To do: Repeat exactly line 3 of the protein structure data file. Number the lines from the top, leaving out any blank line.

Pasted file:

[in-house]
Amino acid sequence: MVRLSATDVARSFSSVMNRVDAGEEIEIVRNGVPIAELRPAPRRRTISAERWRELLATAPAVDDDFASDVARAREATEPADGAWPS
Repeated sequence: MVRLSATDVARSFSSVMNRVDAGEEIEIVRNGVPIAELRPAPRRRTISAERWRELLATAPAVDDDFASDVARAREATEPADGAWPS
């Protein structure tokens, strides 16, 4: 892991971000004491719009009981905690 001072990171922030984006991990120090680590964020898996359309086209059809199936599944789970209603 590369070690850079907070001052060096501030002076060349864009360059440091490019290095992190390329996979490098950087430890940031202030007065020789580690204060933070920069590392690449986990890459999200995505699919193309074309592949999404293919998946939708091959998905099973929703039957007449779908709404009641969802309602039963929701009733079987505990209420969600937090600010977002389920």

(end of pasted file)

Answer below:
Repeated sequence: MVRLSATDVARSFSSVMNRVDAGEEIEIVRNGVPIAELRPAPRRRTISAERWRELLATAPAVDDDFASDVARAREATEPADGAWPS